Stocks slump as Wall Street monitors Lighthizer, Powell testimonies

on Feb27
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U.S. stocks retreated Wednesday amid separate congressional testimonies from U.S. Trade Representative Robert Lighthizer on the topic of U.S.-China trade negotiations and a second day of Congressional hearings featuring Federal Reserve Chair Jay Powell against the backdrop of a volatile geopolitical developments.

How are stock indexes faring?

The Dow Jones Industrial Average

DJIA, -0.33%

dropped 89 points, or 0.3%, to 25,968, the S&P 500 index

SPX, -0.20%

fell 6 points, or 0.2%, to 2,787. The Nasdaq Composite Index

COMP, -0.13%

shed 12 points, or 0.2%, to 7,536.

What’s driving the market?

Wall Street is following developments out of Washington where trade representative Lighthizer and the Fed’s Powell delivered remarks and took questions before Congress.

Powell was testifying in front of the House, a day after he affirmed the central bank’s wait-and-see approach to rate increases, citing slower global growth and its effect on the U.S.

Lighthizer is appearing before the House Ways and Means Committee on U.S.-China trade to provide more insight into the progress of negotiations between the world’s two largest economies.

And although it likely won’t have a direct impact on the markets, Michael Cohen, President Donald Trump’s former personal lawyer, will provide an account of what he will claim is Trump’s alleged criminal conduct during testimony before a House committee.

Read: Live blog and video of Michael Cohen’s testimony on Trump before House committee

Market participants were also watching developments between India and Pakistan amid reports the Pakistani military shot down two Indian jets that had entered its airspace over the contested region of Kashmir, and arrested one Indian pilot. The news came a day after India bombed what it said was a terrorist training camp in Pakistan, the first cross-border attack over cease-fire lines in almost 50 years, according to reports.

Those events come as investors have been closely watching Britain’s tumultuous exit from the European Union with a March 29 deadline looming. British Prime Minister Theresa May on Tuesday said she would look to delay Brexit if a departure deal isn’t agreed upon. However, investors appear to be less fearful that a disorderly no-deal Brexit will occur, where the country leaves the EU without a trade deal in place.

Also in the spotlight was President Trump‘s high-stakes summit with North Korean leader Kim Jong Un in the Vietnamese capital of Hanoi.

What were analysts saying?

“Markets have come so far, so fast, it’s natural to expect some consolidation or some pullback, so that’s what we’re seeing today,” Willie Delwich, investment strategist at RW Baird, told MarketWatch.

“Trade policy, for better or worse, is what traders are paying attention to,” he said, predicting that investors will pay closest attention to Lighthizer’s testimony Wednesday. “Anything that gives any testimony to the timing of the trade deal or the scope of the deal, that’s what markets will focus on.”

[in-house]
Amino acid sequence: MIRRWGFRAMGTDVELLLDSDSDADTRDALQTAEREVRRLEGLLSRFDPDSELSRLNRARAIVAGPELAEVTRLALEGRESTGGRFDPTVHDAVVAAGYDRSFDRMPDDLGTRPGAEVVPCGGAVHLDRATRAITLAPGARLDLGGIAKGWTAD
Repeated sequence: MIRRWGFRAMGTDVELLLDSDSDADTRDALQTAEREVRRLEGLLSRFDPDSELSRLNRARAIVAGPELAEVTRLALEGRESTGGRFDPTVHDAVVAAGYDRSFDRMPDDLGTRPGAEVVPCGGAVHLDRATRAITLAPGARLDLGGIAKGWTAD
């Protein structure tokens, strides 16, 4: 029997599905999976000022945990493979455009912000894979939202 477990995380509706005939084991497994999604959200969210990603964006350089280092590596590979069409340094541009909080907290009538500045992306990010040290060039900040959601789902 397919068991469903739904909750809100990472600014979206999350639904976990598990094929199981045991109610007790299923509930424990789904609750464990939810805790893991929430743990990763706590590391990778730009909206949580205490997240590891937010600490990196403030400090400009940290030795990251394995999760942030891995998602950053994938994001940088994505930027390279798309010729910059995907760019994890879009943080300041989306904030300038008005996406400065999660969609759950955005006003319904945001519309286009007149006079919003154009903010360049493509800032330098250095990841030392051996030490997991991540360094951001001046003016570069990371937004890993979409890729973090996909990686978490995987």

“In summary, we don’t expect Powell’s second round of testimony before the U.S. House Financial Committee to change, thereby keeping the focus on geopolitical worries, the Trump-Kim summit that will likely lead to a mixed market session,” said Peter Cardillo, chief market economist at Spartan Capital Securities, in a research note.

What data are in focus?

The U.S. trade deficit rose 12.8% in December to $79.5 billion, the Census Bureau said.

Pending home sales jumped 4.6% to a reading of 103.2 in January, the National Association of Realtors said. Sales were 2.3% lower than a year ago, making January the 13th straight month of year-over-year declines.

U.S. factory orders increased by 0.1% in December, according to the Commerce Department, below the 0.5% increase expected by economists polled by MarketWatch.

Which stocks were in focus?

Weight Watchers International Inc.

WTW, -33.64%

shares tumbled 34% after the company reported mixed fourth-quarter results and weak guidance, saying it had a “soft start” to 2019.

Dean Foods Co.

DF, -11.76%

shares skidded 14% reported a wider-than-expected loss and suspended its dividend. The food and beverage company also said it was reviewing strategic alternatives to boost shareholder value.

Shares of Lowe’s Companies Inc.

LOW, +1.17%

gained 1.2% as investors shrugged off the home improvement retailer’s quarterly loss on the back of a $1.6 billion in charges before tax.

Shares of Mylan NV

MYL, -12.26%

sank 12% after the pharmaceutical company reported that 2019 earnings would be much lower than analysts expected.

Best Buy Inc.

BBY, +16.13%

shares surged 17% after the electronic retailer significantly beat earnings and sales forecasts for its most-recent quarter. The company also raised its guidance for 2019, while increasing its dividend and announcing a $3 billion share buyback program.

Shares of Chesapeake Energy Corp.

CHK, +10.92%

rallied 9.3% after the company posted better-than-expected revenue and earnings for the fourth quarter and provided an upbeat outlook.

Shares of Campbell Soup Co.

CPB, +7.17%

jumped 7.9% after the food company reported a fiscal second-quarter profit and affirmed its full-year outlook.

How are other markets trading?

Asian markets closed mostly higher as the Nikkei 225

NIK, +0.50%

and Shanghai Composite Index

SHCOMP, +0.42%

advanced. Hong Kong’s Hang Seng Index

HSI, -0.05%

however, shed 0.1% on the day.

European stocks were in retreat with the Stoxx Europe 600

SXXP, -0.28%

down 0.3%.

In commodities markets, crude oil prices

CLJ9, +3.21%

rose more than 2%, gold prices

GCJ9, -0.47%

were retreating, while the dollar

DXY, +0.11%

also edged lower.

—Mark DeCambre contributed to this article

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